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Will Durban Pick Up Where Cancun Left Off?

By Dr. Orr Karassin

DURBAN, South Africa (Nov. 28, 2011) — Two years ago, negotiations over a new worldwide agreement to reduce greenhouse-gas emissions “rolled over and died” at the United Nations Conference on Climate Change in Copenhagen. Attempts were made to revive them at last year's conference in Cancun. This year's conference, which opened today, must try to “stabilize the patient’s condition.” In the meantime, fewer than 12 months remain until the previous agreement, known as the Kyoto Protocol, expires. Despite all of this, the impression here is that the countries that hold the key to remedying the situation are not feeling the sense of urgency necessary to spur signing the agreement required to stabilize the rise in temperature which is projected at a maximum of two degrees over the next 100 years. And there is a broad consensus that an inability to meet this target will have disastrous effects worldwide.


This year's conference is not expected to lead to a final agreement that will replace the Kyoto Protocol, but we hope that it will pave the way for a binding agreement for 2015—2020. For this to happen, solutions will have to be found for some of the main points of contention scheduled to be discussed at the conference.


The future of the Kyoto Protocol

The Kyoto Protocol, which was signed in Japan in 1997 and came into force in 2005, established for the first time binding reduction targets for 37 countries defined as  “developed.” These countries were to reduce their greenhouse-gas emissions by an average of 5 percent as compared with 1990 levels, over the period between 2008 and 2012.


However, a number of the major players in the emissions arena, i.e. the world carbon market, were not included among the countries bound by the Kyoto Protocol’s demand for a  significant reduction in emissions. China — which since 2005 has become the world’s greatest emitter and has become responsible for 17 percent of annual emissions worldwide — is not subject to binding emission-reduction demands. Neither is Indonesia, which produces 6 percent of annual worldwide emissions, or India, which produces 5 percent of annual worldwidel emissions.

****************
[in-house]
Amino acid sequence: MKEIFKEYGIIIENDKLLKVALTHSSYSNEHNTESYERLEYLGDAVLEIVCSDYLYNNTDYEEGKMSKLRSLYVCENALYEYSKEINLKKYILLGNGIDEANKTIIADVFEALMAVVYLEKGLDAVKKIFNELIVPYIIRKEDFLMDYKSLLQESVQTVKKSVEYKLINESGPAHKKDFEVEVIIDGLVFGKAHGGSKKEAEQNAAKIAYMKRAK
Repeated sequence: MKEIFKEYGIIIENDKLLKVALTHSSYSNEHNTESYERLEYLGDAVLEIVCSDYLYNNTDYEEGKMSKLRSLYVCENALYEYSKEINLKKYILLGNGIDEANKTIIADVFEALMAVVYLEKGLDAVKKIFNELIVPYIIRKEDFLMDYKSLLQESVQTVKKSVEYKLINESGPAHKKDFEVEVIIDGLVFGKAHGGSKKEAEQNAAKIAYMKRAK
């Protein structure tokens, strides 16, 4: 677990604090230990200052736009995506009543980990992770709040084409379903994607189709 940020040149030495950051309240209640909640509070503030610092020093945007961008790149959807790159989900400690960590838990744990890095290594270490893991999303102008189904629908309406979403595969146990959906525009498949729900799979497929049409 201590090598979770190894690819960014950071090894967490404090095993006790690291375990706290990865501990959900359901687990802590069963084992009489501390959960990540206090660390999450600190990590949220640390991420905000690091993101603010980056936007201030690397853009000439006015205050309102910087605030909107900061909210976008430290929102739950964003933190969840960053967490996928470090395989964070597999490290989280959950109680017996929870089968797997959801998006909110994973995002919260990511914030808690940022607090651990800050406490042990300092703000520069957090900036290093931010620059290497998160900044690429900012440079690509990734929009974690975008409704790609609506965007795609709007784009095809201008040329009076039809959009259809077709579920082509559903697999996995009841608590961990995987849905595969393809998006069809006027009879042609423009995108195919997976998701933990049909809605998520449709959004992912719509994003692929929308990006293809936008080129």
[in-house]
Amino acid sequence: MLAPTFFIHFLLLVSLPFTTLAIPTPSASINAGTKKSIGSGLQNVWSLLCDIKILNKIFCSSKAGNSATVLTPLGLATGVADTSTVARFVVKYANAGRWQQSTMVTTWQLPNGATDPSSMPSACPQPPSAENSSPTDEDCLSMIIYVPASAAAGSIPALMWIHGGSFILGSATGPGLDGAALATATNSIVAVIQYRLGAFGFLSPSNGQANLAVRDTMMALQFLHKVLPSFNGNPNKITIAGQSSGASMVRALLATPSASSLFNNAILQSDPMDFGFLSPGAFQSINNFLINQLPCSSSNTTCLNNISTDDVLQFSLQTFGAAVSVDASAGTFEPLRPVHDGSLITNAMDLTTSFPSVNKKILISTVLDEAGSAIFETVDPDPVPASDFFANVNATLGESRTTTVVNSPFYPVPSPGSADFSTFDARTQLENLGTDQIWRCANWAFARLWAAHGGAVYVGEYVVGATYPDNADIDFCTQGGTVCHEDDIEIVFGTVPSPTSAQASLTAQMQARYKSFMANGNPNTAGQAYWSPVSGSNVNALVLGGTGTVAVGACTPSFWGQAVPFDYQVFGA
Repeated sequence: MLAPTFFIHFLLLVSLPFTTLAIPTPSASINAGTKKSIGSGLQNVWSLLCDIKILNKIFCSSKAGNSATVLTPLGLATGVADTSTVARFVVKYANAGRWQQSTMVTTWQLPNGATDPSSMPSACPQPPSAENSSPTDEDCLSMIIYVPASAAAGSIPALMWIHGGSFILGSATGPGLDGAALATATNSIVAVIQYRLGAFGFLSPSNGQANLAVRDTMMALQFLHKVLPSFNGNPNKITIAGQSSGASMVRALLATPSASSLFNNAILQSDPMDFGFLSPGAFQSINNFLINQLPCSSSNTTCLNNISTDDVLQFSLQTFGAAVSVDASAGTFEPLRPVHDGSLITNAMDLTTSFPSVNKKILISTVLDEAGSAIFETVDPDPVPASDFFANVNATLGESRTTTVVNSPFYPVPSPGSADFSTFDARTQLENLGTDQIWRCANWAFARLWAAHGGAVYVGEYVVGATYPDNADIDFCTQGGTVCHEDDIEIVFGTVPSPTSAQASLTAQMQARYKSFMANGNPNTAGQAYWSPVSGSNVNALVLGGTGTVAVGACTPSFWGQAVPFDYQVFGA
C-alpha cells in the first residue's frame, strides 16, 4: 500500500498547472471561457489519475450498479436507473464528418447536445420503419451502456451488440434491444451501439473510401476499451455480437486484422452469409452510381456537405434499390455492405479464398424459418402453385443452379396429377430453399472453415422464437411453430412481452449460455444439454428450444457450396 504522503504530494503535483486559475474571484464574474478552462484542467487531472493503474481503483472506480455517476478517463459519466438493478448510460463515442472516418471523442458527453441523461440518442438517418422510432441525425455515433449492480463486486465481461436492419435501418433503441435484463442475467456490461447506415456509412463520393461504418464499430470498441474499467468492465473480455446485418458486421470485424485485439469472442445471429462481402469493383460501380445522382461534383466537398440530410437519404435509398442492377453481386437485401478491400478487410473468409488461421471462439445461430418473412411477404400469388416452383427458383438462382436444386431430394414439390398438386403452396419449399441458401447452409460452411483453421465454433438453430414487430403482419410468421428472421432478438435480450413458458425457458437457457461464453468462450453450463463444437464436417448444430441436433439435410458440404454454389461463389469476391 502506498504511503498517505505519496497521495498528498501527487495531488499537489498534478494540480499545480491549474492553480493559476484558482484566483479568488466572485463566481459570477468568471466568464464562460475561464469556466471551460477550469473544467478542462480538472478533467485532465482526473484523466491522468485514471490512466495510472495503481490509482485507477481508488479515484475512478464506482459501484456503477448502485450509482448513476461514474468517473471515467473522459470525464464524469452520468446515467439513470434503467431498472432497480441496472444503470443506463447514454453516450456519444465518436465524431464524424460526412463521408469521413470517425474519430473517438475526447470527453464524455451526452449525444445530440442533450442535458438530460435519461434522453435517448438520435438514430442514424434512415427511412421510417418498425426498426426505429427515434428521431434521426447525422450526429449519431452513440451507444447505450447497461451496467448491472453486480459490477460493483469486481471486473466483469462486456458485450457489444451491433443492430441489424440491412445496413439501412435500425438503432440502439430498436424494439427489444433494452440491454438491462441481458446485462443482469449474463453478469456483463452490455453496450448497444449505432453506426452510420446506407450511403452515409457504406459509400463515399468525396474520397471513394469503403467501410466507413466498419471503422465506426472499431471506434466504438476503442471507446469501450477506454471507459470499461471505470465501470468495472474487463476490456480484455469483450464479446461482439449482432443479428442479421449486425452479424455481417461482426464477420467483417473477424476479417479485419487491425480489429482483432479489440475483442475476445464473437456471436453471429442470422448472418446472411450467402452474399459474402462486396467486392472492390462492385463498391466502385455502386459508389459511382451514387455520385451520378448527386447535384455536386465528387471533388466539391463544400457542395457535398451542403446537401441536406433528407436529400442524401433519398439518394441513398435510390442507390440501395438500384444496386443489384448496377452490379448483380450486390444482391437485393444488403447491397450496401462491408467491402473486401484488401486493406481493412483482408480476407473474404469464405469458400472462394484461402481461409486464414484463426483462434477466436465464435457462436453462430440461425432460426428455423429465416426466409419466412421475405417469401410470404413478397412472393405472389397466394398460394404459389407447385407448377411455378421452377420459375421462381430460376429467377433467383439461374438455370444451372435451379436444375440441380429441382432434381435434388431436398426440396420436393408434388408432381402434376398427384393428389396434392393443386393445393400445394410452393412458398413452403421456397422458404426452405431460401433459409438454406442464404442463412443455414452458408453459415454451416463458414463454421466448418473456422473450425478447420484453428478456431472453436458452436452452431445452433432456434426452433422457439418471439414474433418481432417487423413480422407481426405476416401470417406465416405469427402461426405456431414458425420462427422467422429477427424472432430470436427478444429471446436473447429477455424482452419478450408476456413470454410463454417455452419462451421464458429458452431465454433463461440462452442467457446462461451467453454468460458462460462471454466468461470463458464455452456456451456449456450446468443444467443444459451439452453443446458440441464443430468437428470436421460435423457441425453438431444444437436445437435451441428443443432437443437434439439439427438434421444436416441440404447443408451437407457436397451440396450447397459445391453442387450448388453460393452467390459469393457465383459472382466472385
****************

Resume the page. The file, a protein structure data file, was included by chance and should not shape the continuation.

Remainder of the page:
Developed nations have been scurrying around since the Bali Conference in an attempt to renew the Kyoto Protocol and to seize the opportunity to include the United States — responsible for 16 percent of annual worldwide emissions — which refused to sign the Protocol at the time and continues to present a significant stumbling block in negotiations. It is not surprising that prior to this year's conference, Christiana Figueres, executive secretary of the U.N. Framework Convention on Climate Change, described the five obstacles to the achievement of a binding agreement as “the U.S.A., the U.S.A., the U.S.A., the U.S.A. and the U.S.A.”


The United States is leading the developed nations’ demand for certain developing countries to be included in any such agreement, which will for the first time define binding emission-reduction targets for a number of countries whose economies are flourishing, such as China, Brazil, South Africa and India, which, in the period since the Kyoto Protocol was signed, have become major emitters.


The status and legal validity of the commitments

While the European Union will insist on a legally binding agreement that's complete with control mechanisms, supervision and sanctions against countries that have not fulfilled their obligations, most of the swiftly developing countries, while demanding binding commitments from the developed nations, are refusing to respond in kind and assume similar obligations themselves. This turmoil is further aggravated by the United States, which at present is preventing the creation of any legally binding formula because of its justifiable fear that such an agreement would not receive Congressional approval.


Funding climate-change adaptation and emissions reduction

While the binding legal aspects of the agreement are under siege by the Americans, there has been a certain degree of progress since the Cancun conference with regard to formulating complementary arrangements for the funding of operations relating to emissions reduction and adaptation to climate change. The Cancun agreement on the establishment of the Green Climate Fund is particularly worthy of note: This fund is to raise and distribute $100 billion in aid to developing countries every year. However, so far no agreement has been reached with regard either to the fund’s management mechanisms or, more importantly, to its sources of funding. These last points require discussion over disputed issues such as who will bear the burden of the funding, and what portion will be borne by the private sector.


Hope for Durban?

If we are looking for a glimmer of optimism as the 17th Conference of Parties to the United Nations Framework Convention on Climate Change gets underway, we may hope for an agreement establishing the Green Climate Fund's funding and management. That would facilitate the provision of funding vital to many developing countries that are crying out for help in dealing with the damage caused by climate change. We would witness a transition in global policy on climate change, from responsibility (for reducing emissions) to obligation (to pay compensation for damage caused by climate change). Sadly, it doesn't look like we will see that transition this year.




Dr. Orr Karassin is a former Green Zionist Alliance representative to the board of directors of Jewish National Fund in Israel, and is an advisory-board member of Aytzim: Ecological Judaism.




Orr's other dispatches from Durban are available here:


United Nations Conference on Climate Change in Durban



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